That the promise of Web 2.0 has been so successfully seized by Facebook is proof of one of the basic, overarching laws of economic progress: Technologies that make it easy for many people to create lots of products cheaply are always handsomely rewarded.
Facebook makes social media simple. It makes the sharing and consuming media very efficient by:
- consolidating a lot of communication channels (read: video, text, chat, photos, games, etc.) into one place;
- aggregating significant amounts of data into easy-to-consume streams; and
- ultimately allowing content consumers to dictate their experience, rather than content creators.
The price for this is, I agree, the death of the kind of privacy — or, more accurately, anonymity — most people expected in their offline lives and assume they can have online. But I have startling news: Online privacy has never existed.
There is only what you don’t say, what others don’t say about you, what people interested in you aren’t willing to seek out, and whatever real-world reputation you actually create.
About the best you can do to preserve your online privacy is never go online; because once you do, everything you have done and will do — from using a search engine, to chatting with complete strangers, to everything you’ve ever put on your Web site, to even your allegedly secure credit card transactions — can be known. And even refusing to go online isn’t enough; forgetting all the people finder Web sites, one of your online friends need simply mention you or post your photo on Facebook or Twitter, and you now have an online trail.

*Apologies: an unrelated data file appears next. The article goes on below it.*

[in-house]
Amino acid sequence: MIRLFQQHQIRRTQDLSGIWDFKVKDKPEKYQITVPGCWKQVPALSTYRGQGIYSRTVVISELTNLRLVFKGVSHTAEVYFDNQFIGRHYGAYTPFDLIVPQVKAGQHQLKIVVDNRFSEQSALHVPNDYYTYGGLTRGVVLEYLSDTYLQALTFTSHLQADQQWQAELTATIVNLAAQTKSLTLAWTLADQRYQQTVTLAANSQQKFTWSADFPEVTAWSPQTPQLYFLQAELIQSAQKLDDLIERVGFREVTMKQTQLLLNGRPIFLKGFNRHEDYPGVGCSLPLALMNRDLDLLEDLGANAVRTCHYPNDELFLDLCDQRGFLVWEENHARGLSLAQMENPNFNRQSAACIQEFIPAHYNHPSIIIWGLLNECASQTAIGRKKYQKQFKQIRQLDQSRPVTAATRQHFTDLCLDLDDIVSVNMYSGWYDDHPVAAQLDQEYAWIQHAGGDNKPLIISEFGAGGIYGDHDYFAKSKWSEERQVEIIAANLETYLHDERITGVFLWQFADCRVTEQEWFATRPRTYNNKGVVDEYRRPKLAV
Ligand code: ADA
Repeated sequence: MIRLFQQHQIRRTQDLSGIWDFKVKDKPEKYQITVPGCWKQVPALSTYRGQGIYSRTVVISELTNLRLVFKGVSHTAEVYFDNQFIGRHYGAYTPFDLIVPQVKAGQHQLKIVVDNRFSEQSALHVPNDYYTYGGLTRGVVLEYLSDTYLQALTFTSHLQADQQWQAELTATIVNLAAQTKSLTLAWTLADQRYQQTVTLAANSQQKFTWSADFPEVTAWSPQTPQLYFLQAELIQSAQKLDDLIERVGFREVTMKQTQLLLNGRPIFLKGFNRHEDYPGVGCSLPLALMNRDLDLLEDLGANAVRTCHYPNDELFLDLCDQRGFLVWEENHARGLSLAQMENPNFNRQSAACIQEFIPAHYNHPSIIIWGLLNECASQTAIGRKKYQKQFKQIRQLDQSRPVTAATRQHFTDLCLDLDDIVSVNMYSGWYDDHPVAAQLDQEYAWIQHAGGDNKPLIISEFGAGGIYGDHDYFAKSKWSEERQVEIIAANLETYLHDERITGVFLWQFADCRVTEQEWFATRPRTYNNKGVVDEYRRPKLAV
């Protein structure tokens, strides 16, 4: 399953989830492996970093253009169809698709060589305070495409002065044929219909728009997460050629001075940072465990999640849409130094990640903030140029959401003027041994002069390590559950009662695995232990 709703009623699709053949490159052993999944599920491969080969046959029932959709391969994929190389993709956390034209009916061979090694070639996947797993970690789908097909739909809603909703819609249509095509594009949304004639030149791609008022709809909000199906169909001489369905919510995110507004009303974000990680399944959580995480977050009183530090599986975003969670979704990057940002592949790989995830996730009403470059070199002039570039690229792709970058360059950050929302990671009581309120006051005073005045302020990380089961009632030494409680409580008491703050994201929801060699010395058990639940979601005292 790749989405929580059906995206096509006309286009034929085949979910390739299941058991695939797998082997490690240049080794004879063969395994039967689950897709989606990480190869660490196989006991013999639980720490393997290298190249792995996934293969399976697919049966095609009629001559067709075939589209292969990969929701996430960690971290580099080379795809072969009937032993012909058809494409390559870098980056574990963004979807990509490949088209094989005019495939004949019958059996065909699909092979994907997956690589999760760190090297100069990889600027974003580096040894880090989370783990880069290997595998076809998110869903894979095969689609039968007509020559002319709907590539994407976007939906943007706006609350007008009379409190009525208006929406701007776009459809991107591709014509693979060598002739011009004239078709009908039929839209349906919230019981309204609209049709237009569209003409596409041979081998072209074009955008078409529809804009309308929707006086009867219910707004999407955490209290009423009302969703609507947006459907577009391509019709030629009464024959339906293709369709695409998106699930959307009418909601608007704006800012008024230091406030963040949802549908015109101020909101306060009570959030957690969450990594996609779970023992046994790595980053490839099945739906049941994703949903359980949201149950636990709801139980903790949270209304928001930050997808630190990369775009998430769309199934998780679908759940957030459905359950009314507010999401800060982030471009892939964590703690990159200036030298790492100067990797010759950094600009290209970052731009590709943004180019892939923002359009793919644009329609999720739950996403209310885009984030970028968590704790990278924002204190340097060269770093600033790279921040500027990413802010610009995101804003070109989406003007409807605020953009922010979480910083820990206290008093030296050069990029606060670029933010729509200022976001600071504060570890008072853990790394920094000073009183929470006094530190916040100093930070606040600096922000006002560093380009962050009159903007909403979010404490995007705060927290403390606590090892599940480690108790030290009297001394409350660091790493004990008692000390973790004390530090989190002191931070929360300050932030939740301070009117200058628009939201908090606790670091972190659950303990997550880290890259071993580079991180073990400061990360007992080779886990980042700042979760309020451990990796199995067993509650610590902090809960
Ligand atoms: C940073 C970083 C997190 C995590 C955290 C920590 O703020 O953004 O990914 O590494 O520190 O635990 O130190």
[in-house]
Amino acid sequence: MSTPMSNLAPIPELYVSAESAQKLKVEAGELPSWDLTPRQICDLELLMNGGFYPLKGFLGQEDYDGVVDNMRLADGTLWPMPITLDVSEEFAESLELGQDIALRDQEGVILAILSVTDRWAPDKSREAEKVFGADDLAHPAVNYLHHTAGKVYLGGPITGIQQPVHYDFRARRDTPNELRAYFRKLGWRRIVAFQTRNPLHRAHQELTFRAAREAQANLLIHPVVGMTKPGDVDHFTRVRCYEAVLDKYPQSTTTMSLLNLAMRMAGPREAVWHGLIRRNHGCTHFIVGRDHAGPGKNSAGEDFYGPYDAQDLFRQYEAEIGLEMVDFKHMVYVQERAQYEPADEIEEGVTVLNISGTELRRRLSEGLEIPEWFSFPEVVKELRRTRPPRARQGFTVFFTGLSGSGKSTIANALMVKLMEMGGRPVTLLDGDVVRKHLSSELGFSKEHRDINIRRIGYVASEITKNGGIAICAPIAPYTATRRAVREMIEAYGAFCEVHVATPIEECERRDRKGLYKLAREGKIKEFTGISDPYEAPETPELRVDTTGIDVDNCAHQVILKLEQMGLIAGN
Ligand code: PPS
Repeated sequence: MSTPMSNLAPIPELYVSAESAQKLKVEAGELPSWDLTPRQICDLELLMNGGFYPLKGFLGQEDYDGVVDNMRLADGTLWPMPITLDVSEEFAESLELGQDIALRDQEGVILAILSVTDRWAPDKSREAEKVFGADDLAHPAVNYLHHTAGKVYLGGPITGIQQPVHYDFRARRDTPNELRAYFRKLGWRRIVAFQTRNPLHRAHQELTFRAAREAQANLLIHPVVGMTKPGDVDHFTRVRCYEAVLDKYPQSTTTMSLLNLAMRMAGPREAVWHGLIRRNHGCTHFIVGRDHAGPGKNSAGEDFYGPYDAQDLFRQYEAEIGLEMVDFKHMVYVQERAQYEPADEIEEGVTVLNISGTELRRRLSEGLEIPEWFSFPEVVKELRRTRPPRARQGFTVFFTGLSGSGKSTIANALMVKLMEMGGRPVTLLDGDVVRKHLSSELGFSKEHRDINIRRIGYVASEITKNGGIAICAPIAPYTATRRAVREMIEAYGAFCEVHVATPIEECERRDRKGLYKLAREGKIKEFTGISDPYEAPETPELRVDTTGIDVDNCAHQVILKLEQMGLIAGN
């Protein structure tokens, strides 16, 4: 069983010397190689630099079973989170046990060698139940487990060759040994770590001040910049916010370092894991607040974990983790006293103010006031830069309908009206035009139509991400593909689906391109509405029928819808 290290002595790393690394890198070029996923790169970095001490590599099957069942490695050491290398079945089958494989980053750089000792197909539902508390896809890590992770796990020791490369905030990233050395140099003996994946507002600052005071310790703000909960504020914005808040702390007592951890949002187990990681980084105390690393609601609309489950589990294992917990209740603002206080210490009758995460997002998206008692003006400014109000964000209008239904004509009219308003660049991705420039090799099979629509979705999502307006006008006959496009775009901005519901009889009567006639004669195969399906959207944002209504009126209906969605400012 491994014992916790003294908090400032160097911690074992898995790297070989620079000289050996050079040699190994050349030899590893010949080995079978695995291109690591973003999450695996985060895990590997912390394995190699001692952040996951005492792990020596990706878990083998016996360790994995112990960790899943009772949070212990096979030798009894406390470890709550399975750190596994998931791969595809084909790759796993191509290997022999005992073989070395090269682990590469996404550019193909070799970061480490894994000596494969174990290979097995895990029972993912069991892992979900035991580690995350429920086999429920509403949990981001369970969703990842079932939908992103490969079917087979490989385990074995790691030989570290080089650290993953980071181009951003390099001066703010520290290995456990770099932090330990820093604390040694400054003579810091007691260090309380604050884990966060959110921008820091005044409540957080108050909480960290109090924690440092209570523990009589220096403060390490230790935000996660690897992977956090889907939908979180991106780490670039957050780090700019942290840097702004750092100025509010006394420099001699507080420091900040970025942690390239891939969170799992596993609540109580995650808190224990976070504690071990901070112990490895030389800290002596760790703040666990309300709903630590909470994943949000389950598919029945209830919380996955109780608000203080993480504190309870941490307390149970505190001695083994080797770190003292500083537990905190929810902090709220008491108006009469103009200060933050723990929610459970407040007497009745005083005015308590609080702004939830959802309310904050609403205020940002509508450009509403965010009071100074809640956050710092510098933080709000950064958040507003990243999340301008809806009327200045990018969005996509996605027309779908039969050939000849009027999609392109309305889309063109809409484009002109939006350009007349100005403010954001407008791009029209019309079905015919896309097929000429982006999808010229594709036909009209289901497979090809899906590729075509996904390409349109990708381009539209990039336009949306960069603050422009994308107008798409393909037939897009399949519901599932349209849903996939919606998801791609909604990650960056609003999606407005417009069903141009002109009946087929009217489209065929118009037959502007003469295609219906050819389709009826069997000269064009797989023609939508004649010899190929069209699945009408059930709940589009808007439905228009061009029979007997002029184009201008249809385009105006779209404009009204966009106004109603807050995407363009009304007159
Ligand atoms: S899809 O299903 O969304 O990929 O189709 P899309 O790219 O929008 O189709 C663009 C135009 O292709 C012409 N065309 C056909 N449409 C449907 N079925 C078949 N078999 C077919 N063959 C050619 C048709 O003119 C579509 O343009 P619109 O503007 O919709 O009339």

That Facebook does this kind of information aggregation better than anyone else — and seeks to replace the series of tubes with one giant pipe — is, therefore, really more of a question of a second kind of net neutrality, rather than the erosion of a right that neither does exist, nor, by definition of how the medium works, can exist.
It’s not whether it is fair for a few giant bandwidth providers to restrict the type of information that flows from one place to another. It’s whether it’s right for a few giant Internet presences — Facebook, Google, Amazon (by virtue of its share of the cloud computing platforms) and Apple (by virtue of its growing hold on hand-held computing devices) — to control the data we exchange.
What concerns most is the idea of Big Brother — that one, overriding entity has control of all the information about us, and can easily interrelate and aggregate that information to anyone, probably for a price.